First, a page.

It’s a recognizable experience in this country – you’re on your way to grab a healthy salad when you pass that familiar burger joint sign that elicits memories of greasy cheeseburgers, and suddenly you’re in line at the counter, adding fries to that order.
How does that happen? How does the sight of a sign drive a behavior? That’s the question behind recent research published in Nature Neuroscience by University of Minnesota Medical School neuroscientist Benjamin Saunders, PhD.
“I’m interested in how cues in the environment – sights, sounds, and places – can guide behavior,” said Saunders. “If you think about something like a fast food sign, by itself, it’s just some colors and symbols and letters with no innate value or meaning. We want to know how an otherwise neutral signal can acquire complex motivational value to promote complex behaviors.”
Saunders and his team focused their research on dopamine neurons, cells in the brain that turn on when experiencing a reward, like a special food. They are also the neurons that degenerate in Parkinson’s disease.
“Dopamine neurons signal reward - they turn on when you eat food, for example - so wanted to know if dopamine neurons can actually assign “reward” value to these transient environmental cues, like signs,” said Saunders, said Saunders, who conducted some of his research as a postdoctoral fellow in the laboratory of Patricia Janak, PhD, at Johns Hopkins University.
Their research studies asked two core questions: Do dopamine neurons have a role in causing cues in our environment to acquire value? And, if so, do different groups of dopamine neurons serve different functions within this process?
The study used a Pavlovian model of conditioning to see if turning on a light - a simple cue - just before dopamine neurons were activated could motivate action. The classic Pavlov model combined the ringing of a bell with providing a tasty steak to a dog that, over time, conditioned a dog to drool when the bell rang with or without a steak. In this research, however, there was no “real” reward like food or water, in order to allow researchers to isolate the function of dopamine neuron activity.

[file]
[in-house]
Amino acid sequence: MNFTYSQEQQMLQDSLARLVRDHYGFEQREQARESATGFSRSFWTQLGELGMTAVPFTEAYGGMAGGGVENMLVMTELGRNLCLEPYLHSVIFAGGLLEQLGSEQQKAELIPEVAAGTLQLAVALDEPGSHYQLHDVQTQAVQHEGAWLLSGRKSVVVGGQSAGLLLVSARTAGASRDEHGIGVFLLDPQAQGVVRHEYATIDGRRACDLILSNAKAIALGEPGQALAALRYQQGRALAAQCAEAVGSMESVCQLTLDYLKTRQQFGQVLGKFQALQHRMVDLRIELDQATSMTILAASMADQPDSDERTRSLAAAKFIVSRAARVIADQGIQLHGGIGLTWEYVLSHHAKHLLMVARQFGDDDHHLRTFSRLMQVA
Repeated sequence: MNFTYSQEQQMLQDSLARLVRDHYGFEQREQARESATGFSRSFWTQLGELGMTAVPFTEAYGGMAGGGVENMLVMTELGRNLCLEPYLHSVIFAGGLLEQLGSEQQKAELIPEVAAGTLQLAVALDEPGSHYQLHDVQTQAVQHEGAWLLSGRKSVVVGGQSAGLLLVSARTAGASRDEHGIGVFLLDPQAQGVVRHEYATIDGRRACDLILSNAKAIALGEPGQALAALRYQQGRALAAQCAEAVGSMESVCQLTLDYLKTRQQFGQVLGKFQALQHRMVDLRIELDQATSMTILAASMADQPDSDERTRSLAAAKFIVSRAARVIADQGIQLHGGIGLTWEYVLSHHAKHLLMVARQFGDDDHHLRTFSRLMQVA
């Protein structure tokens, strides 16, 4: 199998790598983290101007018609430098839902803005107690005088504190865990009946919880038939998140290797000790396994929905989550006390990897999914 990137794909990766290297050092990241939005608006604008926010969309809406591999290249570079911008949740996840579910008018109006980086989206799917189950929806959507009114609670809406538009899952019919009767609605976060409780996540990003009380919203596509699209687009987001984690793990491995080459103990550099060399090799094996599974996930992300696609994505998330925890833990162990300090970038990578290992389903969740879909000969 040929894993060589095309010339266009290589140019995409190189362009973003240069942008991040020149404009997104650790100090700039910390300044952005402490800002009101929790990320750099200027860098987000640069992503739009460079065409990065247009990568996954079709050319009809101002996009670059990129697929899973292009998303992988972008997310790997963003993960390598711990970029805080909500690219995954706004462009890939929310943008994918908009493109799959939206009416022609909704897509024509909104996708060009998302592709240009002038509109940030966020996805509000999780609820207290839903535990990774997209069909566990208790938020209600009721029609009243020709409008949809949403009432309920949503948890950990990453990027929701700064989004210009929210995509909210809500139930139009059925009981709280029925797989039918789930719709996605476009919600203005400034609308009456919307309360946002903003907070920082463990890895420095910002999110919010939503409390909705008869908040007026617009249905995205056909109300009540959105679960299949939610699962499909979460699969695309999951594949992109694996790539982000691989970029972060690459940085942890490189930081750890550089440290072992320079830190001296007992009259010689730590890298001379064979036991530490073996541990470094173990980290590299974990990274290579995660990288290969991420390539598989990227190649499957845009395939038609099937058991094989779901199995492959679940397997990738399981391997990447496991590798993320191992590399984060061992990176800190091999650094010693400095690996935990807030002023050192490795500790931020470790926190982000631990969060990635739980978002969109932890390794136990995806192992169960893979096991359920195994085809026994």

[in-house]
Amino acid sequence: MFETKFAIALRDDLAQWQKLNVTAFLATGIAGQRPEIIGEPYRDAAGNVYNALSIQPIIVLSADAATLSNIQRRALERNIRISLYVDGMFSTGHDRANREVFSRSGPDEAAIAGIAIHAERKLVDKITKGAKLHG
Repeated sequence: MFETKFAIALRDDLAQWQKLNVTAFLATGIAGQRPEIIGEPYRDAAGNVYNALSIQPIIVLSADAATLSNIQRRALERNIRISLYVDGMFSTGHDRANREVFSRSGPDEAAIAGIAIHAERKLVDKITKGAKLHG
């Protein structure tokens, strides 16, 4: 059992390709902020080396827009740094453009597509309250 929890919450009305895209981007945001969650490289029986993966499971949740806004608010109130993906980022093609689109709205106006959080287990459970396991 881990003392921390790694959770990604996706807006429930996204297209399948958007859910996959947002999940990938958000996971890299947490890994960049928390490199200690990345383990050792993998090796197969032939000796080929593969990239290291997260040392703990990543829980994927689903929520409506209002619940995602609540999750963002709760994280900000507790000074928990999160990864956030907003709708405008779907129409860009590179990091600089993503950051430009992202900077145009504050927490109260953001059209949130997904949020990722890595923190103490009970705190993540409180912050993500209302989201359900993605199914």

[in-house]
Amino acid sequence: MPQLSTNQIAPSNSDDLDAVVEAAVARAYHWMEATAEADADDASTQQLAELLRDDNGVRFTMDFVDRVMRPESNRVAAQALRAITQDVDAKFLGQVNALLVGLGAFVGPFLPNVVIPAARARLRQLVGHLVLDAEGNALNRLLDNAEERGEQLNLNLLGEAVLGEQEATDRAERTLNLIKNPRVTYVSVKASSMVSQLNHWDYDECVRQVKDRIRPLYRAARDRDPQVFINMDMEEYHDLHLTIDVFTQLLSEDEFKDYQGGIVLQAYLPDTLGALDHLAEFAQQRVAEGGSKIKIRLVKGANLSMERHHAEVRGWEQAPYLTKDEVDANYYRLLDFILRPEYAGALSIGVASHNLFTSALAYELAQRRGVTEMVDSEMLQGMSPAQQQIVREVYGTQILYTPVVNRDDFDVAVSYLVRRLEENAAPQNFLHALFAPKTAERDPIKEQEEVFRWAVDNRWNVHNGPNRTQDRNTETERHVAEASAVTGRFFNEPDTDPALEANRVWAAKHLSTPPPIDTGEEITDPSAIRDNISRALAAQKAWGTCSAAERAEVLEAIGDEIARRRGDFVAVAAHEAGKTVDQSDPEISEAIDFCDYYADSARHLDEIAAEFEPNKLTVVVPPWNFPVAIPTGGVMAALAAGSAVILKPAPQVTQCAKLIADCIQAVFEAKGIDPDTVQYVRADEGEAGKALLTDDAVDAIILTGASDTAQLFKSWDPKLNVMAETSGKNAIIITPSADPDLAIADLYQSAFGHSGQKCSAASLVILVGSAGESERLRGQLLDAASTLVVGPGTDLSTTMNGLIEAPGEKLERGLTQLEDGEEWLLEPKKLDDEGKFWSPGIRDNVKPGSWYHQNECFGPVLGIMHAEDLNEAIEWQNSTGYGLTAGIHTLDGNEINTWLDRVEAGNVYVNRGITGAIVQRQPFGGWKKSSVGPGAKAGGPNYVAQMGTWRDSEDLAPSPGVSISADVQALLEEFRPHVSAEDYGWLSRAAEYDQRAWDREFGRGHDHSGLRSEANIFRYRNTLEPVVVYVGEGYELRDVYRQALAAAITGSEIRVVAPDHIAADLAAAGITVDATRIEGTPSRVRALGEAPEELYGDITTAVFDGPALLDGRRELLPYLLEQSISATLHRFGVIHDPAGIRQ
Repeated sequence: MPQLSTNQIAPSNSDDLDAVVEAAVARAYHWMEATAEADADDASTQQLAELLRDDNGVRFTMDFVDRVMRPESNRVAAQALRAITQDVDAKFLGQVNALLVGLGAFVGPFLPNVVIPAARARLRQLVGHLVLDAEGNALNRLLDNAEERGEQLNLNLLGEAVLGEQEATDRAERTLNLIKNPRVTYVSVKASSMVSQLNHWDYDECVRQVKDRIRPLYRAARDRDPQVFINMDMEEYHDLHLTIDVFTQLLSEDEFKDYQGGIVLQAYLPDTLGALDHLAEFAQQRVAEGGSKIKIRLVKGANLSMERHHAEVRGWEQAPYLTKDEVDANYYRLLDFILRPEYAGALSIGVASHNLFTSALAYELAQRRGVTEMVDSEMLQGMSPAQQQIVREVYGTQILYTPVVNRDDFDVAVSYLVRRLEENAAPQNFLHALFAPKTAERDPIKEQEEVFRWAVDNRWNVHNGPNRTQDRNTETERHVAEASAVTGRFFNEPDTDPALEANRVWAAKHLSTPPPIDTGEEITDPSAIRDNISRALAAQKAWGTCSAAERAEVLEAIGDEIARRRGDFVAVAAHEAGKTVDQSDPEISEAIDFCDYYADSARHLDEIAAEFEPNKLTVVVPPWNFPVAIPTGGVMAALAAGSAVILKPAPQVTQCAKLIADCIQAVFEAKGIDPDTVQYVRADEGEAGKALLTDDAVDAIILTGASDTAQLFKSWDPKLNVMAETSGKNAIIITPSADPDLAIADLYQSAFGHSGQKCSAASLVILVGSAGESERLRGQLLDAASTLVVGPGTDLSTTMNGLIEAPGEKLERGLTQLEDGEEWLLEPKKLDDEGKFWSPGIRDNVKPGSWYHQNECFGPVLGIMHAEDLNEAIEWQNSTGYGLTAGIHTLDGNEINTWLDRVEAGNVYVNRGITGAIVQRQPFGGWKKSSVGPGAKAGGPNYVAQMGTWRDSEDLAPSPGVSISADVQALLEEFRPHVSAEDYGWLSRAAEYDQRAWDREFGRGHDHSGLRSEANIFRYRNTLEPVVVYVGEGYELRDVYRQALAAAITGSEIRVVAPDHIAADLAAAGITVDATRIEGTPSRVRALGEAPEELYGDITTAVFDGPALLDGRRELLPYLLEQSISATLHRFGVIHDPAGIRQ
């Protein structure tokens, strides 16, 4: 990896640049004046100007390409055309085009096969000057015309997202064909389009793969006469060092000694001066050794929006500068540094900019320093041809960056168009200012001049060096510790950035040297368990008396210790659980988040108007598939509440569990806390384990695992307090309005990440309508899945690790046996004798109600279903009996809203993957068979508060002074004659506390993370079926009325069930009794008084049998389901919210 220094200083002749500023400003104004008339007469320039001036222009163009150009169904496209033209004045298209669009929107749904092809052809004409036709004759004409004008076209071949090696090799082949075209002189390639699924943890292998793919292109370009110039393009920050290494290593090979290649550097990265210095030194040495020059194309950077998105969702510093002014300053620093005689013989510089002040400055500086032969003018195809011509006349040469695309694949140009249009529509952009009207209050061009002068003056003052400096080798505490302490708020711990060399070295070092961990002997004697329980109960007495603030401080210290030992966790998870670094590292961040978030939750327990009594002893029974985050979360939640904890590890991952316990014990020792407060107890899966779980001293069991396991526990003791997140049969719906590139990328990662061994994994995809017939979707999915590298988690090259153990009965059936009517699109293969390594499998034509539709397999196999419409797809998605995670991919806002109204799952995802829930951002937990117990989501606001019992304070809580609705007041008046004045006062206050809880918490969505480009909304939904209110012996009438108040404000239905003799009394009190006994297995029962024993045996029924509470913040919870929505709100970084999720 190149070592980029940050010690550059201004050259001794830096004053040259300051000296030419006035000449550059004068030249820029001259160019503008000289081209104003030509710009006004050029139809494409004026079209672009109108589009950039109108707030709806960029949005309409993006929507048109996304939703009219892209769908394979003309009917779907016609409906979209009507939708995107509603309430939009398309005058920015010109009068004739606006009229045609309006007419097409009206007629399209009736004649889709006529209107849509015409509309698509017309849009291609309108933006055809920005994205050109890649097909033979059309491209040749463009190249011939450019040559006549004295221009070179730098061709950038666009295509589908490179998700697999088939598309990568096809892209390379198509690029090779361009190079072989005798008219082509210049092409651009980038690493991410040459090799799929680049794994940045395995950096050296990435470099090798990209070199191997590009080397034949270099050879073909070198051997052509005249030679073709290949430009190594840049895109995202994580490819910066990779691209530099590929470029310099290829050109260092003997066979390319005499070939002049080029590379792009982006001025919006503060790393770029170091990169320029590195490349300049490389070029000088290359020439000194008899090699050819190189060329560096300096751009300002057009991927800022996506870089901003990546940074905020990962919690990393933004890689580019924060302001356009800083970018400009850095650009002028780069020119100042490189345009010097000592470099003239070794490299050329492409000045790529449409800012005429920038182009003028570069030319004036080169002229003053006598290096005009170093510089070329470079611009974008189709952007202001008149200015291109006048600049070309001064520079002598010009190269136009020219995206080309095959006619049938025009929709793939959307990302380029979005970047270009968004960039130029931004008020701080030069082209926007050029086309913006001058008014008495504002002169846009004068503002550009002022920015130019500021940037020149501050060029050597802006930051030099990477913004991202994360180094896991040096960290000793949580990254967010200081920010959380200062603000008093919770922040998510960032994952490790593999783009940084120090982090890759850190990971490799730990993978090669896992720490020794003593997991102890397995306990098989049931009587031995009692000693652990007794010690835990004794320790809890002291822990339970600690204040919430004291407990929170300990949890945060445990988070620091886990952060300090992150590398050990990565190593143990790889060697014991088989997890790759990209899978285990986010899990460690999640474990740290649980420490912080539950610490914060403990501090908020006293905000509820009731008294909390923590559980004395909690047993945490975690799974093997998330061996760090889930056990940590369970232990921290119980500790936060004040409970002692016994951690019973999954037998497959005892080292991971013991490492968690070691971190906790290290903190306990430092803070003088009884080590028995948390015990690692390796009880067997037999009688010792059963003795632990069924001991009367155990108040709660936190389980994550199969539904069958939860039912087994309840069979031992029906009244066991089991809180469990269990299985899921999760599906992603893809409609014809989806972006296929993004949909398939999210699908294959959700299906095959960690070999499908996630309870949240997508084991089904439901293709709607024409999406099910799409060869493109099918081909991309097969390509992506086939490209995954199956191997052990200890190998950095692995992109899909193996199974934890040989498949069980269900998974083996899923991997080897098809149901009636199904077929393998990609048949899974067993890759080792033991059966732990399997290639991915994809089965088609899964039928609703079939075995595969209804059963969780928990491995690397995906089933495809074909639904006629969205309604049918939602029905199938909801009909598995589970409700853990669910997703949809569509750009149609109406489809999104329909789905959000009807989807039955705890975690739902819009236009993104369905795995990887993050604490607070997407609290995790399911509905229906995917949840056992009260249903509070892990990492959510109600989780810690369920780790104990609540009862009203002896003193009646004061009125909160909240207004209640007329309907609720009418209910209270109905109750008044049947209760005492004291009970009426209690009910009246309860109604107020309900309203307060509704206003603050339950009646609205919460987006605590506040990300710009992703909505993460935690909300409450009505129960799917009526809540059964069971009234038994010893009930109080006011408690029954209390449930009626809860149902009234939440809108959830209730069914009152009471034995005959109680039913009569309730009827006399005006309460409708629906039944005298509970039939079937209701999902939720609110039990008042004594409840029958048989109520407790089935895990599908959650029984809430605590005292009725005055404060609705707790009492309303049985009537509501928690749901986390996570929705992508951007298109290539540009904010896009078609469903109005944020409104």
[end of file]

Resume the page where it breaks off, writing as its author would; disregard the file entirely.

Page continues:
“We learned that dopamine neurons are one way our brains give the cues around us meaning,” said Saunders. “The activity of dopamine neurons alone – even in the absence of food, drugs, or other innately rewarding substances – can imbue cues with value, giving them the ability to motivate actions.”
To answer the second core question, the researchers targeted specific segments of dopamine neurons – those located in the substantial nigra (SNc) and those located in the ventral tegmental area (VTA). These two types of neurons have historically been studied in different disease research fields – SNc neurons in Parkinson’s disease, and VTA neurons in addiction studies.
Scientists learned that cues predicting activation of the two types of neurons drove very different responses – those predicting the SNc neurons led to a sort of “get up and go” response of invigorated rapid movement. The cue predicting VTA neuron activation, however, became enticing on it own, driving approach to the cue’s location, a sort of “where do I go?” response.
“Our results reveal parallel motivational roles for dopamine neurons in response to cues. In a real world situation, both forms of motivation are critical,” said Saunders. “You have to be motivated to move around and behave, and you have to be motivated to go to the specific location of things you want and need.”
These results provide important understanding of the function of dopamine neurons related to motivations triggered by environmental cues. And this work contributes to the understanding of relapse for those struggling with addictions.
“If a cue – a sign, an alley, a favorite bar – takes on this powerful motivational value, they will be difficult to resist triggers for relapse,” said Saunders. “We know dopamine is involved, but an essential goal for future studies is to understand how normal, healthy cue-triggered motivation differs from dysfunctional motivation that occurs in humans with addiction and related diseases.”
This article has been republished from materials provided by University of Minnesota Medical School. Note: material may have been edited for length and content. For further information, please contact the cited source.